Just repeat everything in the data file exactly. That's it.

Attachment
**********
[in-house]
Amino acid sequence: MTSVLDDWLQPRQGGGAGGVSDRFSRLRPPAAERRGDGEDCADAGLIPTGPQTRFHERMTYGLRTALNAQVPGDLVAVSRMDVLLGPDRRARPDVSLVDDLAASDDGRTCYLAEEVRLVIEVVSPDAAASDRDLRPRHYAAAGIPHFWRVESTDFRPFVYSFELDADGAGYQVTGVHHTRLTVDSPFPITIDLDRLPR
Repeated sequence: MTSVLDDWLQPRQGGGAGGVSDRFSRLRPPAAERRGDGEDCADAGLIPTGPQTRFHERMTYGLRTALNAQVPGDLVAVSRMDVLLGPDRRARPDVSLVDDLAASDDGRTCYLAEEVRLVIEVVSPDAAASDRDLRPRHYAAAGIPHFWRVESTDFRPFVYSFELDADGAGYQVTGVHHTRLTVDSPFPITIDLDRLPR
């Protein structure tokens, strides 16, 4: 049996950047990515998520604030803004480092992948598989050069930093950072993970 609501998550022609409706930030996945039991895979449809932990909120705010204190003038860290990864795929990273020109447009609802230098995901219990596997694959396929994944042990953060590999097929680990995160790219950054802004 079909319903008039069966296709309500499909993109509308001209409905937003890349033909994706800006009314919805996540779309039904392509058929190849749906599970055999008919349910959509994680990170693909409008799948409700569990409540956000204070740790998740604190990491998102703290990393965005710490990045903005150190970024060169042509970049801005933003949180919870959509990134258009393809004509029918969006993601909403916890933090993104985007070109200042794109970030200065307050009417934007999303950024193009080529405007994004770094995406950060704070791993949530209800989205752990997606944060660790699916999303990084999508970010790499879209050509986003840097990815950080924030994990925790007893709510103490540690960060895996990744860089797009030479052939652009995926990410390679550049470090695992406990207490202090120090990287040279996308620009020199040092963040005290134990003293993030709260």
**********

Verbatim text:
[in-house]
Amino acid sequence: MTSVLDDWLQPRQGGGAGGVSDRFSRLRPPAAERRGDGEDCADAGLIPTGPQTRFHERMTYGLRTALNAQVPGDLVAVSRMDVLLGPDRRARPDVSLVDDLAASDDGRTCYLAEEVRLVIEVVSPDAAASDRDLRPRHYAAAGIPHFWRVESTDFRPFVYSFELDADGAGYQVTGVHHTRLTVDSPFPITIDLDRLPR
Repeated sequence: MTSVLDDWLQPRQGGGAGGVSDRFSRLRPPAAERRGDGEDCADAGLIPTGPQTRFHERMTYGLRTALNAQVPGDLVAVSRMDVLLGPDRRARPDVSLVDDLAASDDGRTCYLAEEVRLVIEVVSPDAAASDRDLRPRHYAAAGIPHFWRVESTDFRPFVYSFELDADGAGYQVTGVHHTRLTVDSPFPITIDLDRLPR
């Protein structure tokens, strides 16, 4: 049996950047990515998520604030803004480092992948598989050069930093950072993970 609501998550022609409706930030996945039991895979449809932990909120705010204190003038860290990864795929990273020109447009609802230098995901219990596997694959396929994944042990953060590999097929680990995160790219950054802004 079909319903008039069966296709309500499909993109509308001209409905937003890349033909994706800006009314919805996540779309039904392509058929190849749906599970055999008919349910959509994680990170693909409008799948409700569990409540956000204070740790998740604190990491998102703290990393965005710490990045903005150190970024060169042509970049801005933003949180919870959509990134258009393809004509029918969006993601909403916890933090993104985007070109200042794109970030200065307050009417934007999303950024193009080529405007994004770094995406950060704070791993949530209800989205752990997606944060660790699916999303990084999508970010790499879209050509986003840097990815950080924030994990925790007893709510103490540690960060895996990744860089797009030479052939652009995926990410390679550049470090695992406990207490202090120090990287040279996308620009020199040092963040005290134990003293993030709260």